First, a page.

Blogs & Columns
2 min

Gay choir director ousted from church, takes congregation with him

According to the United Methodist Church, gay people are welcome to attend services but are not entitled to positions of leadership. 

The rule states that “self-avowed, practicing homosexuals are not to be certified as candidates, ordained as ministers, or appointed to serve in The United Methodist Church.”

But what is the church to do when its choral director of six years, who happens to be gay, gets ousted because of his sexuality, taking 80 percent of the congregation with him when he goes?

That’s exactly what happened in Alexandria, Indiana, when Adam Fraley was driven from his post as choral director by a new minister who was uncomfortable with a gay man leading the church’s music. Fraley eventually quit over increased demands and because of the minister’s scrutiny.

Six months later, the church got a new interim minister, David Mantor. When David Steele, who works for the church (and whose wife, Nancy Steele, got Fraley the job heading the choir), advocated that Mantor reinstate Fraley, the minister initially agreed. A few weeks later he changed his mind and Fraley was fired.

Steele, who had been acting as an intermediary between Mantor and Fraley, was also fired. When he was told to hand in his keys to the church he initially refused, but he was then told by the district superintendent that he was no longer supporting the position of the minister and was therefore neglecting his duty.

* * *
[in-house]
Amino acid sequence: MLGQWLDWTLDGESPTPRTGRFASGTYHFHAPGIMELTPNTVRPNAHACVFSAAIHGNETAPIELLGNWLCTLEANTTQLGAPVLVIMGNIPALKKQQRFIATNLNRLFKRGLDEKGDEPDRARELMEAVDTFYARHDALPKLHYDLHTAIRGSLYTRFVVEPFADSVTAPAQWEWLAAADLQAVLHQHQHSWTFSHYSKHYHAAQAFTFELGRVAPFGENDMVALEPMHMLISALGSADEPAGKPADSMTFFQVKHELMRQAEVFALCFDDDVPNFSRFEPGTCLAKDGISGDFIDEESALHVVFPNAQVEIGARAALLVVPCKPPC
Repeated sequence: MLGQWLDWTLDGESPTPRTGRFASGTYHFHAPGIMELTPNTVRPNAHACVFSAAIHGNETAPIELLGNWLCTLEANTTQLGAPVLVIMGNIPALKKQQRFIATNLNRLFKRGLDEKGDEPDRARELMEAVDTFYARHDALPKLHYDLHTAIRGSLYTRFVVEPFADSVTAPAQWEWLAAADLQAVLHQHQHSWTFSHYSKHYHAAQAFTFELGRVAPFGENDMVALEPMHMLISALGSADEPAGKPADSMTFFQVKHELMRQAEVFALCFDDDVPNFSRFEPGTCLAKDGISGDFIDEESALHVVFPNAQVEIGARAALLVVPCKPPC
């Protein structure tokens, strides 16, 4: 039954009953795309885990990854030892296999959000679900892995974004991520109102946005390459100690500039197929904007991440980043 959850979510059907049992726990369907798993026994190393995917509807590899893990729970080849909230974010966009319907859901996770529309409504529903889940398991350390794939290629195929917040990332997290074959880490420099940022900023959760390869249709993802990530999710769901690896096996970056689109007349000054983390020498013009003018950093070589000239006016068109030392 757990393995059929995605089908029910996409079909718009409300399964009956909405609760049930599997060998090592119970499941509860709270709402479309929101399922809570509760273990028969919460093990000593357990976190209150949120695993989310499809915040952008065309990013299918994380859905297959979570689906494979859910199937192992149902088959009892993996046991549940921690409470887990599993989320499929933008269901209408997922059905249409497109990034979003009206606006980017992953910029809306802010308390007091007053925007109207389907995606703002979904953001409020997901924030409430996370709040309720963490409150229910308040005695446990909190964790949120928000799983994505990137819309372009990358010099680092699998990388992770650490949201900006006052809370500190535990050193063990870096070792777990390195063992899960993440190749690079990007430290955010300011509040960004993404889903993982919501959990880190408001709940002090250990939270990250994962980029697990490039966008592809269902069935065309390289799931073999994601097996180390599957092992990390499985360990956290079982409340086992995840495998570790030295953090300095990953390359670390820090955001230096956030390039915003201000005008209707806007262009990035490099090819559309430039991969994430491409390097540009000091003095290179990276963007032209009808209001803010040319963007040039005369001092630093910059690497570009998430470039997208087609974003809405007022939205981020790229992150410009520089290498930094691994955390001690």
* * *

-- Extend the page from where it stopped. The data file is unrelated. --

"It’s almost like he’s hijacked the church,” David Steele says of Mantor. “He is completely going against what the church body wants."

The congregation is so opposed to the removal of Fraley and Steele that a reported 80 percent of churchgoers have stopped attending service to show their solidarity. 

"They all embraced [Fraley],” Nancy Steele says. “They’re upset about the way he was treated."

"I think they got to know me first before they knew I was gay,” Fraley says of the support.

Both Fraley and Steele insist they’d come back to the church if it were more accepting.

"I don’t like how people pick and choose which verses they want to apply,” Fraley says. “The Bible also says gluttony and divorce are bad, but people seem to ignore those."